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and confutes in his Epistle to the Romans : Is he the God of the Jews only ? is he not also of the 'GentilesF yes, of the Gentiles a] o. The Disciples of our Lord, and especially St. Peter, were as deep in this Opinion as others ;, and, during our Saviour's Abode on Earth, they were confirmed in it by what they observed in him : He declared, he was

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to preach he exprefly charged them not to go into the Way of the Gentiles, nor to enter into any City of' the Samaritan: ; hut to go rather to the lost Sheep ty" the House ofI/'mel : And after his Resurrection, when he enlarged their Commiffion, and bade them Go, teach all Notions; they understood him not, but were inquisitive about his rcssoring the Kingdom to ssrael. After the Ascenfion the Apostles continued'at Jewish/ent preaching to their ownNation, till, upon the Persecution of St. Stephen, many fied into other Parts, and, though they went as far as Pheniee, Cyprm, and yAntiooh, yet they preached the H/ord to none hut jews only, Acts an. 19. And when St. Peter, admonished byzan heavenly Vifion, had admitted some Gentiles into the Churchof Christ through Baptism, hewas called to an account for it by the-Apostles "and

' Brethren

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Peter, when he says that in every Nation he that feareth God-is accepted with him, and the Apostles and Brethren, when they say that God hath granted to the Gentiles Repentance unto Life, mean one and the same Thing; And therefore, in the Text, to he accepted with God means no. more than to have from God the Offer of Repentance unto Life; and both certainly mean our having Admiffion into the Covenant with God ' through Christ esus. So that the whole of what St. Peter says in the Text amounts to this: " I now at length perceive that God " .has not confined his Mercies to a particular " Nation only ; but that all are capable of " inheriting the Promises in Christ Jesus, " who are duly prepared by Righteousness, " and the Fear of God."

This will farther appear to be the true Interpretation, if we examine the Case of Cornelius, and what the Acceptance was that he sound. Cornelius was a Gentile, and one of the best os them 3, a devout Man, and one who feared God with all his HousE, which gave much Alms to the People, and prayed to God alway : And, yet his Goodness did not make it unnecessary for him to. become a Christian. The heavenly Vision was not sent to satisfy - him that his Righteousness was sufficient, and that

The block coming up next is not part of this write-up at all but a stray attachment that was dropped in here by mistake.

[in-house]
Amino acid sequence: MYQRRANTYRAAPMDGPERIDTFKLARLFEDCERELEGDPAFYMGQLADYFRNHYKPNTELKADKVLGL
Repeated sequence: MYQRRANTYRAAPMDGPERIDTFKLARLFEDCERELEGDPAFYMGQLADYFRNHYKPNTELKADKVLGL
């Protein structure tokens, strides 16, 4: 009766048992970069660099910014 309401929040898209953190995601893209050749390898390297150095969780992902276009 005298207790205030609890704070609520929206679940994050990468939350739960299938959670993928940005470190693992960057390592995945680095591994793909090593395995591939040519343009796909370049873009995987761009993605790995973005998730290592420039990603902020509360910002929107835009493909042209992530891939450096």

that he had no need to look out for farther Affistance or Direction : On the contrary, it was sent to inform him where he might seek and find a proper Instructor. St. Peter had also a Vifion to prepare him to do the Duty of an Apostle to the Gentile Centurion: and, when this devout Man came to him, in obedience to the heavenly Warning, ' he instructs him in the Faith of Christ Jesus and baptizes him with Water: Upon which St. Peter says, he finds that Men of all Nations, who do righteoufly, are accepted with God. He could not poffibly mean, iThatthose who did their best upon the Light of Nature, had no need of any other Teacher: That Reflection could never rise from the Ca-se before' him 3 For why did he then instruct Cornelius in the Knowledge of Christ, and baptize him in his Name? St. Peter therefore certainly meant, That all Gentiles duly prepared were capable of the Bleffings .v of the Gospel through the Mercy of God; in opþosition to his former Error, that none but 'je-ws had such a Privilege. And the Apostle undoubtedly understood that the best of; thei Gen'tilctes- had need of the Gospel ; . or else his 'Commendatitm of the Goodness 0£God amounts to this only, That he perceivedsithat God would give to the honestminded

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